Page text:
|Description||Properties of organisms whose genomes have been sequenced. These properties
include those whose state can be supported by inference from the genomic data
itself as well as those supported by experimental observations.
Properties are organized in a type of heirarchy called a Directed Acyclyic
Graph (a DAG) in which child terms may have multiple parent terms. Thus,
for instance, a property for the biosynthesis of a particular cofactor may
be found as a child of both "biosynthesis" and "protein cofactors".
Properties come in several types: PATHWAY properties describe metabolic
pathways in which a series of enzymes convert substrates into products to
produce desirable substances and/or degrade undesirable ones. A set of
these steps have been determined to be both 1) unambiguously indicative of
the property and 2) as universally detectable as is practical among the
species believed to have this pathway active. The presence or absence of
these steps in a genome are used to judge the status of the property.
Those genomes with all of the set present are given the "YES" state, those
with none are given the "NONE FOUND" state. Each pathway may be be given
a threshold number of detected steps below which the state "NOT SUPPORTED"
is assigned. Otherwise, the state "INCOMPLETE" is assigned. Under
certain circumstances of additional evidence (such as the presence of a
complete alternative pathway) a "NONE FOUND state may be strengthened to
"NO". SYSTEM properties work in essentially the identical way, except
they may not represent a metabolic pathway. In both of these cases the
"value" field will hold a number representing the fraction of steps used to
assign the state of the property which were found in the genome. MARKER
properties are similar except that only a single type of protein is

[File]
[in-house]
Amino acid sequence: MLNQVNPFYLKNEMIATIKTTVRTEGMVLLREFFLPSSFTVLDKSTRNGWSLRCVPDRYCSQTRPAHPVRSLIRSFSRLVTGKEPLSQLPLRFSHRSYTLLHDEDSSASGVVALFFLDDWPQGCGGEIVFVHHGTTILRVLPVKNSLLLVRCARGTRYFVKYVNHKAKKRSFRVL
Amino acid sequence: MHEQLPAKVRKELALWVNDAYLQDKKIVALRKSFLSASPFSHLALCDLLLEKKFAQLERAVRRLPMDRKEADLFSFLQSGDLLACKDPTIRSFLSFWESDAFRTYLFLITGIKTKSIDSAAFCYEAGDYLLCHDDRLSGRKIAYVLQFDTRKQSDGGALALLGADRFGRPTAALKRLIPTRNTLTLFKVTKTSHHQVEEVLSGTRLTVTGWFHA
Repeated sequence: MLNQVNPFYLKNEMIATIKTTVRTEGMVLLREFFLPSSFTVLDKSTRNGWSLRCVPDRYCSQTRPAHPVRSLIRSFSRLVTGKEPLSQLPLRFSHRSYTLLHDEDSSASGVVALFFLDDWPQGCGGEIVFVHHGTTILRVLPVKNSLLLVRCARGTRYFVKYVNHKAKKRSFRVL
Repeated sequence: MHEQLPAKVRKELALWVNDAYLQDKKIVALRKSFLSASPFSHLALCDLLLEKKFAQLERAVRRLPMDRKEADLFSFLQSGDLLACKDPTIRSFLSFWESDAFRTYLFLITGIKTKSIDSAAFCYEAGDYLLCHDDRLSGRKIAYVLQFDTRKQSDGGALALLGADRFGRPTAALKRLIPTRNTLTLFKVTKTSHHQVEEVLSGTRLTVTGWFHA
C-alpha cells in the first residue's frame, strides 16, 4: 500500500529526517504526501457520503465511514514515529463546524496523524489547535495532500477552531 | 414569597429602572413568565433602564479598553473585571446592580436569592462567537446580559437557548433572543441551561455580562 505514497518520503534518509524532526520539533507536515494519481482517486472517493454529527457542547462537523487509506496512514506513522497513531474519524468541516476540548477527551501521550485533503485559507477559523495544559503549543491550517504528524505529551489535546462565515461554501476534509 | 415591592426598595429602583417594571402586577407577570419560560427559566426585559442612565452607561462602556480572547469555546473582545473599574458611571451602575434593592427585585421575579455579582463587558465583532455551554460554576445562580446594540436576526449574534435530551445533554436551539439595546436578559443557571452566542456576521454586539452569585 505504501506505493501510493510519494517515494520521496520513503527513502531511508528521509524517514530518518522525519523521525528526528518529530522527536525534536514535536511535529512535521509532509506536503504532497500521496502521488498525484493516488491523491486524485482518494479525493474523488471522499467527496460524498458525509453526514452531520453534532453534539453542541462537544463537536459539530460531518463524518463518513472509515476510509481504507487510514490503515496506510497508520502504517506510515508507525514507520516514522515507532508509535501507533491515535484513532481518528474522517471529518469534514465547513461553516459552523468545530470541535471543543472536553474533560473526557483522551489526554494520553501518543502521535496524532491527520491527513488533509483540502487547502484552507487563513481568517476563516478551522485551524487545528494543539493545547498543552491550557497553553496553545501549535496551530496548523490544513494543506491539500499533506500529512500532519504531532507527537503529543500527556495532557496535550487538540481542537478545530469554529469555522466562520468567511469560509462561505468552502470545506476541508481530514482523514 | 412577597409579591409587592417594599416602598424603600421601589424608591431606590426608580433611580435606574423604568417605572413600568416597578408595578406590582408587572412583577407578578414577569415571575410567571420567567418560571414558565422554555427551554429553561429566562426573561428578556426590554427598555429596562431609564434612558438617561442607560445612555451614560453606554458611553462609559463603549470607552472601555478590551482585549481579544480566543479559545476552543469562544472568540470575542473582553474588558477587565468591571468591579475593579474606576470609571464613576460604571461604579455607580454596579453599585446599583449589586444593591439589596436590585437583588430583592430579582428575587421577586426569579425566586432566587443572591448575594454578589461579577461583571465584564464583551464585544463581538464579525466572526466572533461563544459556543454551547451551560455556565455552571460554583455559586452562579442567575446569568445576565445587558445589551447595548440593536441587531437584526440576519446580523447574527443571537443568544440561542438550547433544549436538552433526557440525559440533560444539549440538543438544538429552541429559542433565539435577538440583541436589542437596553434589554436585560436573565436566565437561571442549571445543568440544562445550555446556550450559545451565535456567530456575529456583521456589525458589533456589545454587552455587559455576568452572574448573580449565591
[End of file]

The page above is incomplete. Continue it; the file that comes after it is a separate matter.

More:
detected and serves as an indicator for the presence of a property. Here
the value field holds the number of times the marker was detected in the
genome. In all three of these types, other proteins outside of the set
chosen for determineing the state of the property may also be detected.
These may include proteins which are presently detectable only in some
species, auxilliary or variable components, regulatory components, etc.
Accessions of all of the detected proteins are stored for user retrieval.
LITERATURE properties are set based on experimental evidence, not on the
content of the sequenced genome. These properties may detect associated
proteins which are stored as above. These may also store a number in the
value field where apropriate.
QUANTITATIVE properties are calculated from the sequenced genome and store
a numeric quantity in the "value" field.
TAXONOMY properties store information about the taxonomic classification
of the organism. These are based on NCBIs taxonomy database and are
used for organizing the output of properties queries to look for trends
based on phylogeny.
SUMMARY properties are parent properties of one or more related properties
whose states are summarized in the state of the parent property.
CATEGORY properties do not have states, but organize the properties through
|[ 1 ]Haft DH, Selengut JD, Brinkac LM, Zafar N, White O Genome Properties: a system for the investigation of prokaryotic genetic content for microbiology, genome annotation and comparative genomics. Bioinformatics 2005 Feb 1;21(3):293-306. Epub 2004 Sep 3. PMID 15347579|
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